Improvements around how the catch-up timers and the log catch-up process are handled now mean that nodes should recover after downtime more smoothly. One edge-case where nodes could spin trying to catch up from a leader that can’t correctly satisfy a catch-up request has been fixed and another where the catch-up requests could be incorrectly canceled leading to the incorrect belief that an asset has been caught up when it had not, is also resolved.

Various other improvements, such as those involving message block accounting, stream state and per-subject limits, have also been made, which should help reduce accounting drifts after node restarts.

Relevant PRs

Updating to Go 1.20 out-of-cycle

Historically, each NATS minor release series would be pinned to a Go minor series when building the binaries. For example, for the 2.8.x NATS series, the Go version used was 1.17.x. When 2.9.0 was released, the initial Go version jumped to the 1.19.x series.

A new minor version of Go is released every six months and the support policy includes the last two minor versions.

As of August 8, 2023, Go 1.21 was released which means the 1.19.x series is no longer receiving patches, even in the case of security issues.

Given this information, the server team decided to release 2.9.22 with the latest patch version of the Go 1.20. NATS 2.10.0 will then be released using Go 1.21 to get back on cycle with the latest version.

Preparing for 2.10.0

For critical infrastructure like NATS, zero downtime upgrades are table stakes. Although the best practice for all infra like this is for users to thoroughly test a new release against your specific workloads, inevitably there are cases where an upgrade occurs in production followed by a decision to downgrade. This is never recommended and can cause more harm than good for most infrastructure and data systems.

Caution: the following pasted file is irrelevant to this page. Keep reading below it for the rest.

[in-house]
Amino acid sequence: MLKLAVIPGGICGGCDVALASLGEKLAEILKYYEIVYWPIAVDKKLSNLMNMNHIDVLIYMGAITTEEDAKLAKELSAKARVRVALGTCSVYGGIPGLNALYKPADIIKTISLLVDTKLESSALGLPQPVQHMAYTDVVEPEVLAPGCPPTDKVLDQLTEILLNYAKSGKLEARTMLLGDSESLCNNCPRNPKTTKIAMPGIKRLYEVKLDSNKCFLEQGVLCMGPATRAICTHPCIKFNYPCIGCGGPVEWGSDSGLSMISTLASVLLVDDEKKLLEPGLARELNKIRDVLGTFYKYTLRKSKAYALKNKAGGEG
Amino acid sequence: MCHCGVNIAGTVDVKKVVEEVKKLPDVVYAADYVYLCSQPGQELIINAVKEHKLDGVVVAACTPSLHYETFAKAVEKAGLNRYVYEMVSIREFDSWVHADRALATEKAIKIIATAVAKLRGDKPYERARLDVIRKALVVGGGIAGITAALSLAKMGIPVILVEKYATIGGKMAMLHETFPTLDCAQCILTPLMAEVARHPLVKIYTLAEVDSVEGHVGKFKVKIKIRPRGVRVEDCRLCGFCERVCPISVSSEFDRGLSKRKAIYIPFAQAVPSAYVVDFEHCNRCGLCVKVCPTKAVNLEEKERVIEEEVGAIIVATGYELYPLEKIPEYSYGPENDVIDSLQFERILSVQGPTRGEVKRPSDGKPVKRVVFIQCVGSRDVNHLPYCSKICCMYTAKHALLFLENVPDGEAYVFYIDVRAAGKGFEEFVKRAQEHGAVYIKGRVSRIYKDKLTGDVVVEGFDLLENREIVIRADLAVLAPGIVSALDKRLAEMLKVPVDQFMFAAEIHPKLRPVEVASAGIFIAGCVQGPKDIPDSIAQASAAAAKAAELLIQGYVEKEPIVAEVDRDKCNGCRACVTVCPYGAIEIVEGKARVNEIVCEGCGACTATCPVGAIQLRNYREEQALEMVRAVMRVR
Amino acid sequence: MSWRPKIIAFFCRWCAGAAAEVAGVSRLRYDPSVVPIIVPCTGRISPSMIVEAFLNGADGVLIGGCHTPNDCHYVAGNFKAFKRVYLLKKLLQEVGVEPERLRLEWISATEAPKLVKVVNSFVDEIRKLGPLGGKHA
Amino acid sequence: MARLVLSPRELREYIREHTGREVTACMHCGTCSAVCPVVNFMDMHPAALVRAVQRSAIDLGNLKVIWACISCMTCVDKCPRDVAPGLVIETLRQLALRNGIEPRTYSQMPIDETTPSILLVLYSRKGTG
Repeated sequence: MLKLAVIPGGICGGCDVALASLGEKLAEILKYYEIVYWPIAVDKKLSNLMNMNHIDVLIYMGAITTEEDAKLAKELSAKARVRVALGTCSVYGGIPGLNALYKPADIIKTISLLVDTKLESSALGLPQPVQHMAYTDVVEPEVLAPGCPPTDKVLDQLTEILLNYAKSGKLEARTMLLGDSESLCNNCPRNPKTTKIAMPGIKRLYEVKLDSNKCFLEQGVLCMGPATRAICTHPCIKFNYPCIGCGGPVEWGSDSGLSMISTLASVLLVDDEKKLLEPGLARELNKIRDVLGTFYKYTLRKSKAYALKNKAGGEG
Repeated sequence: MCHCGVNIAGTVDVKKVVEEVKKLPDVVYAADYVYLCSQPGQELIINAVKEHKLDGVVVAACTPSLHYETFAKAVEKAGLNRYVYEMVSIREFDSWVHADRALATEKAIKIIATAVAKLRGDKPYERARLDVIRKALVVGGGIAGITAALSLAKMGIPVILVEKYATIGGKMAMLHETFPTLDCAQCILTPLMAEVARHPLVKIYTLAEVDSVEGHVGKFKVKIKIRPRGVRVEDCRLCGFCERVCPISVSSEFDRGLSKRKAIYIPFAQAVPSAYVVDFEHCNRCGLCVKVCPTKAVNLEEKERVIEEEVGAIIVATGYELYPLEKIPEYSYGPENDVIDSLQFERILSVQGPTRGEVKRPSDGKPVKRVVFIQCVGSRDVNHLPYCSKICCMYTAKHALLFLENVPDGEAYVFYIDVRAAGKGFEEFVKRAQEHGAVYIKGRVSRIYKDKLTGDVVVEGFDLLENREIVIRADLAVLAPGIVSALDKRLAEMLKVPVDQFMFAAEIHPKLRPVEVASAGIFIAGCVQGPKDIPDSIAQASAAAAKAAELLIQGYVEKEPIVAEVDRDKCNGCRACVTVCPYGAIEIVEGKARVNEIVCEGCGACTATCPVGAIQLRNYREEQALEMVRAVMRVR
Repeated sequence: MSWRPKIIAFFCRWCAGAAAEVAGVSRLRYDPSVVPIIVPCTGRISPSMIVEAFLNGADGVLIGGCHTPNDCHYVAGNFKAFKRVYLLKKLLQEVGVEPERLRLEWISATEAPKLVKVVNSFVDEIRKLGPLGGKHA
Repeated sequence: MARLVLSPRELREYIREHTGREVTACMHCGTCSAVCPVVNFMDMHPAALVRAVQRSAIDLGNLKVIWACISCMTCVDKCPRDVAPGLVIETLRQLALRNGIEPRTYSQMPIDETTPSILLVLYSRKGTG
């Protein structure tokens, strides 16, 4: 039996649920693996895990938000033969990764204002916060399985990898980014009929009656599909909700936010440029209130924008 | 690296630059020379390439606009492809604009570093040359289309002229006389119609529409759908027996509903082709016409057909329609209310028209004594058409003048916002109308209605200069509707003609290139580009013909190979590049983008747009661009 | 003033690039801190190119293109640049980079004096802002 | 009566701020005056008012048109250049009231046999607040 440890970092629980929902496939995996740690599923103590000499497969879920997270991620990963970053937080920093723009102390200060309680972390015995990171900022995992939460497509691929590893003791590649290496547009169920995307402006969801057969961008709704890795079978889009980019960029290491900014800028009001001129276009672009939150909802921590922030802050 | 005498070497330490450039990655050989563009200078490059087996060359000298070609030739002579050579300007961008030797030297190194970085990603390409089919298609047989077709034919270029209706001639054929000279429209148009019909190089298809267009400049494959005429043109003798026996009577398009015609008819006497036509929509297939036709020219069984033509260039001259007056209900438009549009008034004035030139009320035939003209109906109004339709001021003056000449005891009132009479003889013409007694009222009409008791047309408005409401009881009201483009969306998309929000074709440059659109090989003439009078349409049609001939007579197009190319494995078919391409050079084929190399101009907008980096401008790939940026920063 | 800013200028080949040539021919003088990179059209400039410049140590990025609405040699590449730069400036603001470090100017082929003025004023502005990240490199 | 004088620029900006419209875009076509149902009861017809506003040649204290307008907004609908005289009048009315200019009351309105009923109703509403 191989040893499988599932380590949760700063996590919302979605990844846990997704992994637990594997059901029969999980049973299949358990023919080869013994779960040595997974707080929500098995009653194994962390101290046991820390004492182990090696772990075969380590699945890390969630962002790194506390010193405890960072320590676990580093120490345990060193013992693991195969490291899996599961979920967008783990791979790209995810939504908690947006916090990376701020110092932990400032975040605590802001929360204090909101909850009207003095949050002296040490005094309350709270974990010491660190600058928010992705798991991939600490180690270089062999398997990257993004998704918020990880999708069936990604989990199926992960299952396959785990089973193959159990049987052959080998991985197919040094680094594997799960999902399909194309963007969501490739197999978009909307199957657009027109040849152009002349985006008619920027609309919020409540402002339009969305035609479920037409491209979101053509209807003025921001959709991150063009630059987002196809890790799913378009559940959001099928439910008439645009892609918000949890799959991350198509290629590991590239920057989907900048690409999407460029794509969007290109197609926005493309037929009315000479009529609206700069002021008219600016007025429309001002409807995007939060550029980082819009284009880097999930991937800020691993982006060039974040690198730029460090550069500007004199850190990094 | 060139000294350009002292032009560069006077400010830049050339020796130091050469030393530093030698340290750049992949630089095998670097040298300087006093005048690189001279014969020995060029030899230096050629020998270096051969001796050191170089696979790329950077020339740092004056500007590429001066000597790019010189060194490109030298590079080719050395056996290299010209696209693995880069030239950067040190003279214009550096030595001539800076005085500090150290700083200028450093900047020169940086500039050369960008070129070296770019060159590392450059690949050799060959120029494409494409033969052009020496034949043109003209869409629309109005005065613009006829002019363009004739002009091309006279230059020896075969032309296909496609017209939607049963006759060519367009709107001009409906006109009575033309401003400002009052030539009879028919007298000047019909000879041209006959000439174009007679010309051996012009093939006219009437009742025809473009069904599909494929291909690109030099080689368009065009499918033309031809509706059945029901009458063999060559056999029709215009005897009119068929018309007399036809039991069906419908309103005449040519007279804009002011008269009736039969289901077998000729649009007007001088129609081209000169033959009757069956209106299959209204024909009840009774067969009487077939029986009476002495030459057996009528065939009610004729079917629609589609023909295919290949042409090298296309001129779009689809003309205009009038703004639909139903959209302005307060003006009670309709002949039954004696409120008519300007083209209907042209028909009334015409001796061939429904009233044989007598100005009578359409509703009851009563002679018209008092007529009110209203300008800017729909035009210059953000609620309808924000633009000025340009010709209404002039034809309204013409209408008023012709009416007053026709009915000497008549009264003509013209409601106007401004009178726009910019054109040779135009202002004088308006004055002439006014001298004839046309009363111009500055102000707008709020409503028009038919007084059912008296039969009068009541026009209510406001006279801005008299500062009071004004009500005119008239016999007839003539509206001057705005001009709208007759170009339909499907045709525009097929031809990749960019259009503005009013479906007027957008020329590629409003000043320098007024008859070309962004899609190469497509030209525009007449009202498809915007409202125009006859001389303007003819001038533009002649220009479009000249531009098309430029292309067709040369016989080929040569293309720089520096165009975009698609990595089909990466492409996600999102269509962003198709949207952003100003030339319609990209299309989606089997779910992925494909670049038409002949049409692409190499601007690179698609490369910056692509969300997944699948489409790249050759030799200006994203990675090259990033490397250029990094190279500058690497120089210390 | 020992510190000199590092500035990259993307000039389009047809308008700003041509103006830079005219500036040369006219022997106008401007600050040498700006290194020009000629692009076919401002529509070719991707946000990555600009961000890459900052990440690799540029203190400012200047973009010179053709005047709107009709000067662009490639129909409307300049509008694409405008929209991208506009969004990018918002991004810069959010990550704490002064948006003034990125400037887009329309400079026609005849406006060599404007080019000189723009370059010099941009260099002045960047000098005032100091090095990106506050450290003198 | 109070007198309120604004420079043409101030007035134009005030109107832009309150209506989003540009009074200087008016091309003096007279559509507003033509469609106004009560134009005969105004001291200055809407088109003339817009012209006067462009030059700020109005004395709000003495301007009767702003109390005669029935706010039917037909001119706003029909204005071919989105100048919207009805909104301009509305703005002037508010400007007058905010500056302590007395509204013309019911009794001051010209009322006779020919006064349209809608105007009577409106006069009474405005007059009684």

2.10.0 will bring on-disk storage changes as well as new configuration options for streams and consumers that are not compatible with the 2.9.x series. However, being mindful of the possibility of a blind downgrade, the 2.9.22 release bakes in awareness of key changes that could be problematic if a downgrade occurs.

The motivation for this is to make the downgrade as painless as possible in the event of a regression for your workload, as a last resort option. However, the recommendation by the NATS team is to always reach out and report these issues before resorting to a downgrade.

The takeaway is that when you upgrade to 2.10.0, if a downgrade to 2.9 then occurs, it must be with the 2.9.22+ release to ensure storage format and config changes are handled appropriately.


Refer to the download page for direct links to the GitHub release page, with comprehensive release notes, and the official Docker image.

If you prefer to track nightly builds on the main branch, which follows the stable series (currently 2.9.x), images are available on Docker hub: synadia/nats-server:nightly-main .

As always, if you have any questions or concerns, feel free to reach out on GitHub discussions or Slack. Thanks again to all the contributors over these past four releases!

About the Author

Byron Ruth is the Director of Developer Relations at Synadia and a long-time NATS user.